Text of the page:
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Neil Gaiman tells Tumblr the first black Doctor Who turned down the job

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The casting of Peter Capaldi as the Twelfth Doctor has been met by decidedly mixed feelings. On the one hand, he’s a highly respected actor (not to mention Oscar-winning director) who is already such a Doctor Who nerd that he contributed to fanzines back in the ’70s. On the other, the show is now 12 for 12 in choosing white, male actors to play the role of a character who can supposedly be any race or gender. 

There’s still a great deal of resistance against the idea of casting a woman or a person of color as the Doctor. However, this week Neil Gaiman, a longtime fan and occasional writer for the show, revealed on Tumblr that a black actor had been offered the role in a previous regeneration but turned it down.

There’s no mention of who that actor was, but Gaiman does mention that he was “disappointed” when Patterson Joseph (who previously starred in Gaiman’s Neverwhere) wasn’t given the role last time round. Also, there’s still no indication that anyone other than Capaldi was seriously considered for the Twelfth Doctor. 

Gaiman also had some controversial opinions on the topic of casting a female Doctor. Answering questions on his Tumblr, he wrote:

Do I think it’s time to cast a woman as the Doctor? Not yet. Not quite. And lord, if and when they ever do that, I want them to keep it the biggest secret in the world until we see it happen on our screens during the regeneration.

When a fan asked him what he meant by “Not yet. Not quite,” he explained that if he was showrunner then he’d absolutely consider a woman for the next regeneration, adding:

Some of that is stuff I’d find hard to articulate, mostly having to do with what kind of Doctor you follow Matt Smith’s Doctor with: someone harder and much older and more dangerous and, yes, male feels right to me, as a storyteller.

To many Doctor Who fans, this will seem like another case of male writers rationalizing the “need” for another male Doctor in a 50-year run of male Doctors. Much like how Peter Capaldi (or David Tennant, or Matt Smith, or Christopher Eccleston...) being “perfect” for the role is the explanation for why yet another white actor was cast. 

Obviously Gaiman is not speaking as someone who has any particular control over the show, but the end result is still that the Doctor is, once again, a white dude. And that apparently it’s difficult to even imagine a female Doctor (even a “harder, older” female Doctor) without mentally preparing yourself for the narrative shock.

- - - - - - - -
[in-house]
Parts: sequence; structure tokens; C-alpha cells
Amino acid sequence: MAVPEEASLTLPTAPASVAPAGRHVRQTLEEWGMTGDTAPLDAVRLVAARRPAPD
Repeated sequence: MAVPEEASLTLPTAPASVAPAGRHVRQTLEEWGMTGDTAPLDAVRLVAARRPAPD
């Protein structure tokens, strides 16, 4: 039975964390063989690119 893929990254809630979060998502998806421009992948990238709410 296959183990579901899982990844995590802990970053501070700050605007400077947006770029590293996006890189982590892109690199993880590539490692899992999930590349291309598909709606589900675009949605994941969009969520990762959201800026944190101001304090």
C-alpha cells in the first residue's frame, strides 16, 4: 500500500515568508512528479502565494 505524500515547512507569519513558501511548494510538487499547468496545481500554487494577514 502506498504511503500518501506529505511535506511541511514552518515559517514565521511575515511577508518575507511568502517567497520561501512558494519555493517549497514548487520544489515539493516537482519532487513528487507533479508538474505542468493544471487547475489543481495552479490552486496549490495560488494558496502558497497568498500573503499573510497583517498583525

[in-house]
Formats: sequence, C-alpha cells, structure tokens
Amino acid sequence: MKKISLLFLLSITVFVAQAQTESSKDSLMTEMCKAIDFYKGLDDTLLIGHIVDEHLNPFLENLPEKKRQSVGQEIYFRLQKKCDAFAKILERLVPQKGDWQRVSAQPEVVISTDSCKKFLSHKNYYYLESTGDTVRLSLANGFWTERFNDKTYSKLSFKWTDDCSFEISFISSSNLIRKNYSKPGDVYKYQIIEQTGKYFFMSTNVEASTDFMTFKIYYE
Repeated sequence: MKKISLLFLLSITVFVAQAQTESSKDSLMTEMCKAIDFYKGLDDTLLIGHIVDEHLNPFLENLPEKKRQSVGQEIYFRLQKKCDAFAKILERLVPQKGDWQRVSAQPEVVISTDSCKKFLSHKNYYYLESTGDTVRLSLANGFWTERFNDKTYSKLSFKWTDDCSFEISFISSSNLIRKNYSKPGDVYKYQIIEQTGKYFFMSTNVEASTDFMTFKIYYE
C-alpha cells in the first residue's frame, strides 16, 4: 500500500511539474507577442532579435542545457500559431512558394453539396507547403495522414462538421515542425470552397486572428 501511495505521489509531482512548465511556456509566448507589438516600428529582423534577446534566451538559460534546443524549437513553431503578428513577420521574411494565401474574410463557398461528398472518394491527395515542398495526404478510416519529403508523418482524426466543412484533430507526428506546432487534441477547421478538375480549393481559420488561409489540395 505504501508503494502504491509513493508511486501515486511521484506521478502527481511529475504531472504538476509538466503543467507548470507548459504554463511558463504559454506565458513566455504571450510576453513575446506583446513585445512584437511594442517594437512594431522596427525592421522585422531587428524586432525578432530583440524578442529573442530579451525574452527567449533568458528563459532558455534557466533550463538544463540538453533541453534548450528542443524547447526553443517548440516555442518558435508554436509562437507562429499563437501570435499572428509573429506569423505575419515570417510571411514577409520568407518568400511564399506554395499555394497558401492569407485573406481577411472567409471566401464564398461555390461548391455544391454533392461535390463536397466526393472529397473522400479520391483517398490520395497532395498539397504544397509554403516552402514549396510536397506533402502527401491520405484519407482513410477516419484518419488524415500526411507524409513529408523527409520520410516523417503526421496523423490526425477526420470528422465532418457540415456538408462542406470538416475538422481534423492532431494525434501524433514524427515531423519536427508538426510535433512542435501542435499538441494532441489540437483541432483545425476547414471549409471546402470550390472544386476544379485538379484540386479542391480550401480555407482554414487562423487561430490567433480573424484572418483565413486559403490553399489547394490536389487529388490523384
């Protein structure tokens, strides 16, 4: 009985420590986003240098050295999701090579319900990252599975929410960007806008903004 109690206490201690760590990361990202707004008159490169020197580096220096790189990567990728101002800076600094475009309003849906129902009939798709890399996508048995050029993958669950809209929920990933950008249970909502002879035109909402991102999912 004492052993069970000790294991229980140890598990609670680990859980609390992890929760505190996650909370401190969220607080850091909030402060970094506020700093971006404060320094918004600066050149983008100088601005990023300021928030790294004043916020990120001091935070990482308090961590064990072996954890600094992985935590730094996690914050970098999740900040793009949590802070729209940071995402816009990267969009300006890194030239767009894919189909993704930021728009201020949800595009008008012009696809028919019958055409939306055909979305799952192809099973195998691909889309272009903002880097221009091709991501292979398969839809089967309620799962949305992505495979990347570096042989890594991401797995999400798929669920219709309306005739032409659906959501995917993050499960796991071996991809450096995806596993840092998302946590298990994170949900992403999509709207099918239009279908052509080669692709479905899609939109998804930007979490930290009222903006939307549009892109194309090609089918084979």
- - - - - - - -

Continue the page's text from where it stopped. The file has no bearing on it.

This attitude is something that comes up time and time again when casting characters in popular franchises, most famously with the idea of a nonwhite James Bond. Is it time to cast a female Doctor, a black Bond? Well, maybe, but first we have to test the waters. Just in case the target audience of children who were mostly born in the 21st century are unable to cope with the concept of a woman or a person of color in the role of a time-traveling alien with two hearts and the ability to spontaneously grow a new body when they die. 

Neil Gaiman is not a sexist guy, and the comments he made on his Tumblr are perfectly reasonable—particularly his disappointment in the fact that we still haven’t had a Doctor who isn’t white. However, his opinions are still representative of an mindset that makes the idea of a female Doctor seem far more complicated than it really is.

At its heart, Doctor Who is a seriously ridiculous show. The Doctor has married a woman 800 years his junior, and split into two bodies so he could elope to an alternate universe. One of his companions (a pansexual, time-traveling con artist who eventually got his own spinoff show, and at one point got pregnant) became immortal and grew into a giant head in a jar. And that’s just the “normal” storylines. Some of the everyday single-episode plots are so silly that even diehard fans find it difficult to take them seriously. Not just that, but Doctor Who also has a history as an innovative show, introducing children to complex moral dilemmas, and showing LGBT characters on primetime TV. So why is it so difficult to imagine a woman or a person of color in the lead role? Why is it always “next time”?

Or, more likely, the time after that. Because if Steven Moffat stays on as showrunner after Peter Capaldi’s run as the Doctor, it’s likely that we’re in for another white dude to take top billing. Because, as he’s explained in interviews, women are needy, enigmatic mysteries, and in “civilized” society, nobody has any respect for the oppressed, henpecked demographic of middle-class men. 

Illustration by drksde/Deviantart